I’m breaking my promise to stop writing about politics, but I’ll be very brief. Please take a minute to read this story, which aired today on CBS Sunday Morning.
This is exactly what I was talking about in my last post. A moderate Republican congressman proposes a budget that would “slash spending and raise taxes,” which is what pretty much everyone knows needs to be done. He gets 100 co-sponsors, but in the end his plan gets a whopping 38 votes and he decides to quit.
Note what caused his co-sponsors and supporters to peel away. It wasn’t fear of losing financial backing. It was “a flood of phone calls, emails and faxes” opposing the plan. Those may be stirred up by partisan interests on the furthest left and right, but the ones doing the dialing are known as “constituents,” which also means “voters.”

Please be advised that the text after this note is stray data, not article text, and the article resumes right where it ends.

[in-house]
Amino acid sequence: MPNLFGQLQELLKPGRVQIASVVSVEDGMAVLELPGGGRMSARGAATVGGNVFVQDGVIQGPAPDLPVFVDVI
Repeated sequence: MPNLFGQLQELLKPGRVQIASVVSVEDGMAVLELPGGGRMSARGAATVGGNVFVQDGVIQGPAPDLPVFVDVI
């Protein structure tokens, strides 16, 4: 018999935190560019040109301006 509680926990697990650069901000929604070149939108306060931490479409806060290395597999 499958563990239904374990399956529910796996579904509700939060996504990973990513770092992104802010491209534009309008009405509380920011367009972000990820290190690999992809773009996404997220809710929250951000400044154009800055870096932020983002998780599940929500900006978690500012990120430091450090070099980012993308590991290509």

This is how it works. Moderate Democrats, if any exist, realize that if they vote for anything that contains spending cuts, the extreme left will brand them as callous self-aggrandizers who want seniors to starve. Moderate Republicans, again if any exist, realize that if they vote for anything that includes a tax increase, the extreme right will brand them as tax-and-spend liberals. In either case, the odds of re-election go way down, so they back off.
This is the problem caught in still frame. The issue is neither “Big Money” nor “Bad Congressmen.” It is a natural reaction to market forces.
The key player here is an electorate that is profoundly uninformed, easily manipulated and either unwilling or unable to do anything about it. My friend Bill asks what we can do about this. My only thought is to inundate our representatives with phone calls, emails and faxes saying, “If you DON’T vote for this, you’re out on your ass!”
Also, my friend an former colleague Colston Young has started an entity called Big Middle Alliance to see if a platform can be created that would enable the broad, rational center to be better heard. It will be interesting to see what he finds.